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Linking together my works since the mid-1990s is the idea of novel social relations that emerge in our interactions with digital media. These have to do with basic dynamics that we think of as interpersonal, e.g., reciprocity, authority or empathy. My work draws out the agency that an artificial entity can exhibit when participating in such dynamics. These artificial entities are actants in their own right and have a kind of ontological status in how we study and otherwise come to understand them.

Artifacts that come out of computational research, such as interactive software or robotics, have begun to take on a more complex participant role in our social exchanges. There are many facets of this that interest me, among them: the impact that it has on our own subjectivity; the possibility that it may lead to a less human-centred view of the world by embracing the non-human both in the form of artificiality and of other living beings; the history of the research area and its historical and contemporary links with science, from computational to biological; and, new possibilities for electronic art practice.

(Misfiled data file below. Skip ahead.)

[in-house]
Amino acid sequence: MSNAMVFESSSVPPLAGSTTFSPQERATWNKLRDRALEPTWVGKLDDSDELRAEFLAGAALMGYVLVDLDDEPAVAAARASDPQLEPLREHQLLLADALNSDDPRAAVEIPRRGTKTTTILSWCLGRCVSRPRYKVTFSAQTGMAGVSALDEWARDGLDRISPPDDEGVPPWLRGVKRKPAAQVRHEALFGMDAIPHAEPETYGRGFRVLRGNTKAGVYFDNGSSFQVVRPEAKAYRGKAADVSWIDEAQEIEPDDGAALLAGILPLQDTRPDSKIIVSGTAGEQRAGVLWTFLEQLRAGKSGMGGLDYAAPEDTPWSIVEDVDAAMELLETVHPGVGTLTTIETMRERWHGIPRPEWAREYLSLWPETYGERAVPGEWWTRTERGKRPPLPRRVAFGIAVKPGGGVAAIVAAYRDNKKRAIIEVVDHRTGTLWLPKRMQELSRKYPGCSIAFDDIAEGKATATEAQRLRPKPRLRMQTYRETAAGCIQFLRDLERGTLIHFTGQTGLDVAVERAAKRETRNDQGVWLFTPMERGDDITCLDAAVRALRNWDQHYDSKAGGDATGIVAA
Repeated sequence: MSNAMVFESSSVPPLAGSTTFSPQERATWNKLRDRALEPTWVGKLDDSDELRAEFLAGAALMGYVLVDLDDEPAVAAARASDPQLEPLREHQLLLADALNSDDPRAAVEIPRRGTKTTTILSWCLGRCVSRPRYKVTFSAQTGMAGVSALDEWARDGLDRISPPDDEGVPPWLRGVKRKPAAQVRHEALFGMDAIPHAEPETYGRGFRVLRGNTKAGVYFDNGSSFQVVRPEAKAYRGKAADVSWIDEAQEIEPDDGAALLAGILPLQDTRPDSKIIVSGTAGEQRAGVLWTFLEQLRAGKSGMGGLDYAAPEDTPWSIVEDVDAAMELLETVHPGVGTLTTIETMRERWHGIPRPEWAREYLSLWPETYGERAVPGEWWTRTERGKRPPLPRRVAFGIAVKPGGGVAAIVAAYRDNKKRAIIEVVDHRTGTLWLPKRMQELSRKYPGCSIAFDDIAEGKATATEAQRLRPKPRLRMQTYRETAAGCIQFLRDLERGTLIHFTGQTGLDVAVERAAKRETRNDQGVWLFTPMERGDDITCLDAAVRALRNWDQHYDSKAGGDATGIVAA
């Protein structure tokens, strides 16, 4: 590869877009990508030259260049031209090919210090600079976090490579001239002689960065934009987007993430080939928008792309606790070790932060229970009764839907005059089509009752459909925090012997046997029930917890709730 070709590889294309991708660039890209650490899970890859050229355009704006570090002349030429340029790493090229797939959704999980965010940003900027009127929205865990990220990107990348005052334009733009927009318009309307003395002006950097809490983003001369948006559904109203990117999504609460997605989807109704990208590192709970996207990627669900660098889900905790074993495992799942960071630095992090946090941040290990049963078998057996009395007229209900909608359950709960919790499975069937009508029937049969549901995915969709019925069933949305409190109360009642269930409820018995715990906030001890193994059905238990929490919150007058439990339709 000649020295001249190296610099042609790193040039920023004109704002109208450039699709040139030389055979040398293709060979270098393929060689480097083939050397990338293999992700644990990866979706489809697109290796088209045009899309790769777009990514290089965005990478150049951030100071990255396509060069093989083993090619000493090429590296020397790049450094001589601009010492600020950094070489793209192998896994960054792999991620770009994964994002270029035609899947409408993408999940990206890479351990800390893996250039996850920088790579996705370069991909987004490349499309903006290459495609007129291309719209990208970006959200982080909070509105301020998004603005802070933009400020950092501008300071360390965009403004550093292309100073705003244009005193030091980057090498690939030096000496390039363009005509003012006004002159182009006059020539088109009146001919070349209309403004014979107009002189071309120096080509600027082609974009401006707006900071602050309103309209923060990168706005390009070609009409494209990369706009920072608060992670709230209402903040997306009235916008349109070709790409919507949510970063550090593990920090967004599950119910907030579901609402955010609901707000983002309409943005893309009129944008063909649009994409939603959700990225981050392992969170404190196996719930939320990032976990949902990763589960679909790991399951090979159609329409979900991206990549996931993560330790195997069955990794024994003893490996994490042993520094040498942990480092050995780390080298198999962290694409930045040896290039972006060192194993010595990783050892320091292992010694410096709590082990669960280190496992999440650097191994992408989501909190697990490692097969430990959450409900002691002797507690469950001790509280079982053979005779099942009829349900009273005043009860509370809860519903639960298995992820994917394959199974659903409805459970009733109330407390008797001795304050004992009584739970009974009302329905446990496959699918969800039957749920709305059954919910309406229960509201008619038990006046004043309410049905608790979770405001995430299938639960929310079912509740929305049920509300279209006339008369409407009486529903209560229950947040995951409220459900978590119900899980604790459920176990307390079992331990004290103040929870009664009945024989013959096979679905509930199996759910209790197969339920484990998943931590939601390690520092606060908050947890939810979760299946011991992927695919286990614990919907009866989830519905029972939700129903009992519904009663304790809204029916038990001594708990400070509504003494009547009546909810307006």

I completed two major works in the period 2004 to 2012 in collaboration with Dr. Melanie Baljko in the York University Department of Computer Science and Engineering, audio artist John Kamevaar, and artist/electronics designer Nicholas Stedman (the lo-fi project). Each of these works addresses interactivity and interfaces, in a process of modeling a social exchange between the art object and the viewer. The first work, Push/Pull (2009) requires viewers to map their movement in real space onto the virtual space of a sculpture-in-the-round. The second work, WinWin (2012) requires viewers to investigate stillness and concentration while seated in front of an interactive sculpture.

I am interested in mapping dynamic interactions and feedback loops, the flow of human information through and with our digital systems.